Several months ago, my husband and I found out that our precious, sweet baby was actually a little gremlin (circa 1984 Gremlins, not the mischievous type that sabotage aircraft). She’d be cute and cuddly during the day, but every evening as bedtime approached that would all fade away. If you have been a parent for longer than a minute then you probably know this as the witching hour, but if you are like me, a FTM, it is that time in the evening (7 PM for us) when your newborn suddenly begins wailing like a banshee for no apparent reason and WILL NOT STOP!
I eliminated the witching hour by moving her bedtime up. She now goes to sleep at 7 PM. I originally thought putting her to bed closer to my bedtime would mean I’d get more sleep, but that was absolutely not true. Now that she has an earlier bedtime, DH and I have time to enjoy dinner together without taking turns pacing around the table while bouncing our baby and we even have time to enjoy an hour or two of Netflix. Life is good…or so we thought. DD turned 4-months old and the sleep regression began. She was waking three to five times every night and refusing to nap during the day. (I was EXHAUSTED) Our little gremlin was growing and becoming more aware of her surroundings. Bath time was a huge trigger. DD loves bath time, but as we all know, gremlins should not be exposed to water. She’d puke all over herself or make a mess in some other way so that we’d have to give her a bath. She’d splash and laugh and have a good ol’ time in the tub, but the second we’d take her out, she’d rain havoc down on the whole house. That whole “becoming more aware of her surroundings” thing was kicking in. She knew the end of bath meant bedtime was just around the corner and she was not going down without a fight.
This was when I found “The Happy Sleeper: The Science-Backed Guide to Helping Your Baby Get a Good Night’s Sleep – Newborn to School Age” by Heather Turgeon and Julie Wright. After reading this book I immediately realized my LO had a lot of potential to be a better sleeper and, consequently, a happier baby during the day. What I like best about this book is that it is NOT a manual on how to train your baby to sleep. The authors remind you that your baby already knows how to sleep, but as new parents we sometimes over help our babies at night which can inhibit their ability to sleep well. It would make me so angry the few times my husband would put our LO to bed and she’d go right to sleep. I could never just lay her down in her crib. She wouldn’t go to sleep for me! I’d have to rock her to sleep, then carefully lay her in her crib and disappear like a ninja, just so she could wake up ten minutes later dazed and confused. I’d start the whole process over and sometimes it’d take me several hours to get her to fall asleep for good. Turgeon and Wright say “when you do something for your child that she is able to do herself, you take away her chance to struggle and ultimately learn.” I hate to admit it, but I was the problem.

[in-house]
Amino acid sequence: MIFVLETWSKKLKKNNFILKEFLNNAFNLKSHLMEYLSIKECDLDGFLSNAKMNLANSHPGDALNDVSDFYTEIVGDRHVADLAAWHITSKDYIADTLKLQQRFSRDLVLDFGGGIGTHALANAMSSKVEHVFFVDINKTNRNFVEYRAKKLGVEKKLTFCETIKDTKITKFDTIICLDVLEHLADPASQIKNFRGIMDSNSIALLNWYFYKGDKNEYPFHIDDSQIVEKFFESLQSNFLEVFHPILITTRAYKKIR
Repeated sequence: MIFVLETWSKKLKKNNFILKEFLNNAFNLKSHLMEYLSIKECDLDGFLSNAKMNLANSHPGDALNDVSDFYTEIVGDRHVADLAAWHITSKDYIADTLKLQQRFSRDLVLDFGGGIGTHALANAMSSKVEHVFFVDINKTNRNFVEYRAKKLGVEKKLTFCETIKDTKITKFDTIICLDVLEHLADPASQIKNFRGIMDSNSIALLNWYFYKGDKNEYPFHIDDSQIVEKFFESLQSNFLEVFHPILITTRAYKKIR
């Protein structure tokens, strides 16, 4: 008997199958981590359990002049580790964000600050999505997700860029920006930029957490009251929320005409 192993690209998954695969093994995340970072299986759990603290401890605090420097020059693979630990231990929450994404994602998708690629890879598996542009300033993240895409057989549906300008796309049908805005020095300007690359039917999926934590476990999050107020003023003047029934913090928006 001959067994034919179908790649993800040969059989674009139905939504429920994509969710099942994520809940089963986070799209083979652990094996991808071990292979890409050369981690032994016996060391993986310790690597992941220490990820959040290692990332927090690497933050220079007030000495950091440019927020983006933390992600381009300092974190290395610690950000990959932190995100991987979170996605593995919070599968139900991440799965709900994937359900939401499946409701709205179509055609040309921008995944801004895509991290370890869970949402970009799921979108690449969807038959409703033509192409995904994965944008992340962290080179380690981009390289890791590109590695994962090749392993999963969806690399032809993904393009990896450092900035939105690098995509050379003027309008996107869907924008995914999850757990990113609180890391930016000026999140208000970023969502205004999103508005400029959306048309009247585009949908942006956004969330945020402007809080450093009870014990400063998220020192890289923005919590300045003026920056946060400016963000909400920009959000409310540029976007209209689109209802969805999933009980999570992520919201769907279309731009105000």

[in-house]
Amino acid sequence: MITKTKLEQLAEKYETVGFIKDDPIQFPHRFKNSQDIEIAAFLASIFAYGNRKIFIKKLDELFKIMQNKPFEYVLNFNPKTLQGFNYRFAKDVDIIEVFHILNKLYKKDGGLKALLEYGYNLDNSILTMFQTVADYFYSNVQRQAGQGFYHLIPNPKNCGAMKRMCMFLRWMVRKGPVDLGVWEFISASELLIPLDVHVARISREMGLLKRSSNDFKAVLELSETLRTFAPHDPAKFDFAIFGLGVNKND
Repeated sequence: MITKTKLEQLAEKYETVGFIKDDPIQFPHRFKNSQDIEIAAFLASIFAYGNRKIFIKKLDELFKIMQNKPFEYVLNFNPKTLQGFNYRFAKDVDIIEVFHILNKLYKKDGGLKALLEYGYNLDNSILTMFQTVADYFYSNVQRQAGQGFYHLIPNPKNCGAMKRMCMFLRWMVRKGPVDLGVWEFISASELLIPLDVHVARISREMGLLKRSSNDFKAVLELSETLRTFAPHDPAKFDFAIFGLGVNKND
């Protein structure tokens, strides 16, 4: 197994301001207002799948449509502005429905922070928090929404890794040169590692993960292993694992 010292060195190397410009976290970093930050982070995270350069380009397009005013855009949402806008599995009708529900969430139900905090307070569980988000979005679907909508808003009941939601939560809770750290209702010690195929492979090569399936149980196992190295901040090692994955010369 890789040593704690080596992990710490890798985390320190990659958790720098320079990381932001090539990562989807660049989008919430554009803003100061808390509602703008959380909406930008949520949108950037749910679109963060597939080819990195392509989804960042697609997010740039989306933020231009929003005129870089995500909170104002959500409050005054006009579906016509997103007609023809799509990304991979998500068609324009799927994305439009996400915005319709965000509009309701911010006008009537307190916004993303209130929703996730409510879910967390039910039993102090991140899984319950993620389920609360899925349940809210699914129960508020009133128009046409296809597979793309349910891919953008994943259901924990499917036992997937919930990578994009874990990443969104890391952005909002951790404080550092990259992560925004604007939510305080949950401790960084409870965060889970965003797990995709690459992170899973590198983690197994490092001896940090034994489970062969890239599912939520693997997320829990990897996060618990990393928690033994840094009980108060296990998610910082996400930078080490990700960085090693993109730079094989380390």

The book suggests an early and consistent bedtime – between 7 PM – 7:30 PM and a winding down routine. Luckily we are already doing these things (bath, massage, book/quiet play, nurse, song, bed) so we did not have to make a lot of adjustments. However, the authors also point out that “the optimal time to put your baby down is not when she’s yawning and fussing, but before this, when she’s quietly cooing or playing.” This is where I struggle. I can’t stand to hear my baby cry, especially at night when I know she just wants to be comforted and put to sleep. This is why DH can get her right to sleep. He has no soul. Or at least not one that is affected by baby cries. I’d love to just have him put her to bed every night, but that is just not possible with his work schedule. I had to put my big girl panties on and allow my DD to fall asleep on her own.